The competition took place from 19-22 April 2018 in Wichita, Kansas. The task was to design a dual purpose regional and business aircraft, which should be capable of transporting passengers in form of bouncy balls and cargo in form of payload blocks. The performance and capabilities of the aircraft had to be demonstrated in three different flight missions. Furthermore, there was an additional ground mission.

The joanneum Aeronautics Team reached the 16th rank in the DBF-2018 competition. Learn more about the days of the Contest 2018 in Wichita >>

Flight Mission

For the flight missions passengers and payload blocks had to be carried internally in the aircraft.

Mission 1 – Demonstration Flight
Mission 2 – Short Haul of Max
Mission 3 – Long Haul of Passengers and Payload

Passengers were bouncy balls with variation in size between 27 – 49 mm and in weight between 0.40 – 2.39 ounces.

Payload blocks were rectangular cuboids with L + W + H greater than or equal to 9 inches and may not weigh more than 8 ounces.

Ground Mission

During the ground mission parts of the aircraft had to be replaced in form of Line Replaceable Units (LRU).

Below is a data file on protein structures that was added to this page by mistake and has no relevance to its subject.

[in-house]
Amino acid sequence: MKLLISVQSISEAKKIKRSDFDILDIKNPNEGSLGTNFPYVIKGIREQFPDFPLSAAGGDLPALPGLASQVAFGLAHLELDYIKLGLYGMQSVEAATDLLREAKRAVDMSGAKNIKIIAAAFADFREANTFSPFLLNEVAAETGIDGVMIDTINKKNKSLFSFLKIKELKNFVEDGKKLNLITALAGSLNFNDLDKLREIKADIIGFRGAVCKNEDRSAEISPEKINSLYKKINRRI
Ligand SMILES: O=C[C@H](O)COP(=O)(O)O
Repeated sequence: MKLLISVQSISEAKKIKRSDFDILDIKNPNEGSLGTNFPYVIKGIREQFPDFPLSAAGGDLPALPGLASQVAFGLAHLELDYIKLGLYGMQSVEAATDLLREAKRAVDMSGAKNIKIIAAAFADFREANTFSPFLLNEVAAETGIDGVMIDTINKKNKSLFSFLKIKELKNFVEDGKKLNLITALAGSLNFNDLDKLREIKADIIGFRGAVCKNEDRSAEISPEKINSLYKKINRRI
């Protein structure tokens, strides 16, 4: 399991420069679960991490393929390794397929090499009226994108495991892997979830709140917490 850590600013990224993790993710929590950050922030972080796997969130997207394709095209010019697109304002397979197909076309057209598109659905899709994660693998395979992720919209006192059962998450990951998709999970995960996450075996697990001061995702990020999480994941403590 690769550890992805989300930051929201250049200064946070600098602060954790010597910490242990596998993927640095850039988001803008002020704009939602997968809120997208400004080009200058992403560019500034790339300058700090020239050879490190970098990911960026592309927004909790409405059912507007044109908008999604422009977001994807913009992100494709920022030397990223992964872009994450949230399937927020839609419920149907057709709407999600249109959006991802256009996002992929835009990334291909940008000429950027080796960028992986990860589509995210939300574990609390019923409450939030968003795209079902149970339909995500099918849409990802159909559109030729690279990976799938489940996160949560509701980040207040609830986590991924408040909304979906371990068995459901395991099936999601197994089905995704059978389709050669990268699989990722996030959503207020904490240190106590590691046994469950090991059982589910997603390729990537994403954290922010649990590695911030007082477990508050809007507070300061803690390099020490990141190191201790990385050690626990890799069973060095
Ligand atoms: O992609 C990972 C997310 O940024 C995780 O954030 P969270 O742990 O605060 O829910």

The part which had to be replaced was determined by rolling a dice.

Stage 1

Time limit: 3 minutes
LRU defined as:
1: Servo
2: Rx Battery
3: Main Propulsion Battery
4: Control pushrod or pull-pull cable
5: Landing Gear wheel
6: Propeller

Stage 2

Time limit: 5 minutes
LRU defined as
1: ESC – Electronic Speed Control
2: Control Surface
3: Rx – Receiver
4: Main Landing Gear
5: Motor
6: Roll Again


The design of the aircraft was one of the major factors for a top placement in the contest aside from the flight missions. To achieve a high score various design parameters had to be taken into account. The most important ones for the contest 2018 were

  • Number of passengers and payload blocks carried during flight missions
  • Empty weight of the aircraft
  • Wingspan

The total score was calculated based on a formula. In general, the goal was to minimize wingspan and empty weight of the aircraft while maximizing the number of passengers and payload blocks carried.